Plight of Rohingya and Buddhist extremism

Dear Editor,
The Rohingya, a Muslim minority in Rakhine state of Buddhist majority Myanmar is the most persecuted people in the world. Lakhs of people fled across the Bangladesh border and thirty thousand trapped in the hilly terrain after Myanmar forces began clearance operation that leads to genocide. This has started after Rohingya militants killed 12 security officers in the border post. Media has no access to that land of Nobel laureate. Shockingly De facto leader Suu Kyi has refused to criticise the army’s actions for forthcoming election in November.
Despite living for generations, Rohingya have been denied citizenship. Myanmar considers them Bangladeshi and Bangladesh says they are Burmese. International community from Malala to the Taliban, Muslim nations Indonesia, Qatar, Afghanistan, Turkey, Malaysia, Chechnya voiced anger across Asia at Myanmar’s violence. Our PM has arrived Nay Pyi Taw after BRICS summit in Xiamen to discuss issues of rising violence apart from the bilateral infrastructure projects ‘Act East’ policy. Surprisingly some forty thousand Rohingyas illegally stayed in India and fifty five thousand registered with the UN in Malaysia. Now SC of India has agreed to hear a petition challenging the government’s decision to deport all the Rohingya living in our country.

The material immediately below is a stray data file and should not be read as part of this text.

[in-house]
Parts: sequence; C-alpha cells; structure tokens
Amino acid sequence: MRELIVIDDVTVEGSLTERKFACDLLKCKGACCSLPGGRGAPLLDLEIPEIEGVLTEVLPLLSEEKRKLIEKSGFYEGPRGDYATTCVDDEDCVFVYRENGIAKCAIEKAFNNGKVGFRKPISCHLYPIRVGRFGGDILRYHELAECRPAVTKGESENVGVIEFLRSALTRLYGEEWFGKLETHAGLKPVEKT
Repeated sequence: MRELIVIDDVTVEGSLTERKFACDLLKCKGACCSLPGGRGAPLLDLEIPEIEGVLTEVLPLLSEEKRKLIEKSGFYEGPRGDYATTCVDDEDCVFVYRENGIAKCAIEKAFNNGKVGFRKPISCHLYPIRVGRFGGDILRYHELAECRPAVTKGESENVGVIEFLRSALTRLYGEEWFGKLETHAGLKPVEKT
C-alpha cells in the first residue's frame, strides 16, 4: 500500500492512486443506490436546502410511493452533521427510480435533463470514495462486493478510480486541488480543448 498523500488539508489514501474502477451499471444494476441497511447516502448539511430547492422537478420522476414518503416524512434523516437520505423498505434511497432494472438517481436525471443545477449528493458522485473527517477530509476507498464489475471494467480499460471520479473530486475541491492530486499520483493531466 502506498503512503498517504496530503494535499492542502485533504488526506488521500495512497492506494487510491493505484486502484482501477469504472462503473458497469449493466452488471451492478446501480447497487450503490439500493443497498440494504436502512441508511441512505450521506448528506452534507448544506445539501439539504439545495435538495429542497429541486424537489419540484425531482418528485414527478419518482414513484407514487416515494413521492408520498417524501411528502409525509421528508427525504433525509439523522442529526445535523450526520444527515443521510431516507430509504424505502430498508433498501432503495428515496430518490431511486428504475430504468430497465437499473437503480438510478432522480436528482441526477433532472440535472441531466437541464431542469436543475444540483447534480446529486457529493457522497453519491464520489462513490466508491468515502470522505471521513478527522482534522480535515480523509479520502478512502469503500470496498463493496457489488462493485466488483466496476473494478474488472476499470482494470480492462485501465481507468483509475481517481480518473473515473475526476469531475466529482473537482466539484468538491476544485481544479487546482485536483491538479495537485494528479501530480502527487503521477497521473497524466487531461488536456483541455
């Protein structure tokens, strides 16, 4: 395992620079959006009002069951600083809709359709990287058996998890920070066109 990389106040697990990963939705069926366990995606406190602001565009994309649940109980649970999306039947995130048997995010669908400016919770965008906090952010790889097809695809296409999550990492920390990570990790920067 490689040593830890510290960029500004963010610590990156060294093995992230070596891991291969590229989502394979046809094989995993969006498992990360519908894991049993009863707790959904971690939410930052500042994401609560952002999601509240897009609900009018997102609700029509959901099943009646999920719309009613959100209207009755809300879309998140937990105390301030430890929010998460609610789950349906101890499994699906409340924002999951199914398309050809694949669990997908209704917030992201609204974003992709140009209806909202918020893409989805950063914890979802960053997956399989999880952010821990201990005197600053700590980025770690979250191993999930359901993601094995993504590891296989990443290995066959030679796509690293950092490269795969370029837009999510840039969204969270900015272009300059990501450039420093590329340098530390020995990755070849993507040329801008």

But the real danger has just begun now. In the name of Jihad for the plight of Rohingya, Myanmar may be a target for ISIS. The bottom line is that migrants are a potential pool of recruits for militants. The conflict may lighten the rod for Islamist network that stretches from Philippines to Indonesia and Malaysia with links to Middle East. The battle between Buddhist extremism and Islamist extremists has just begun. Can India’s North East escape from this global crisis?
Kamal Baruah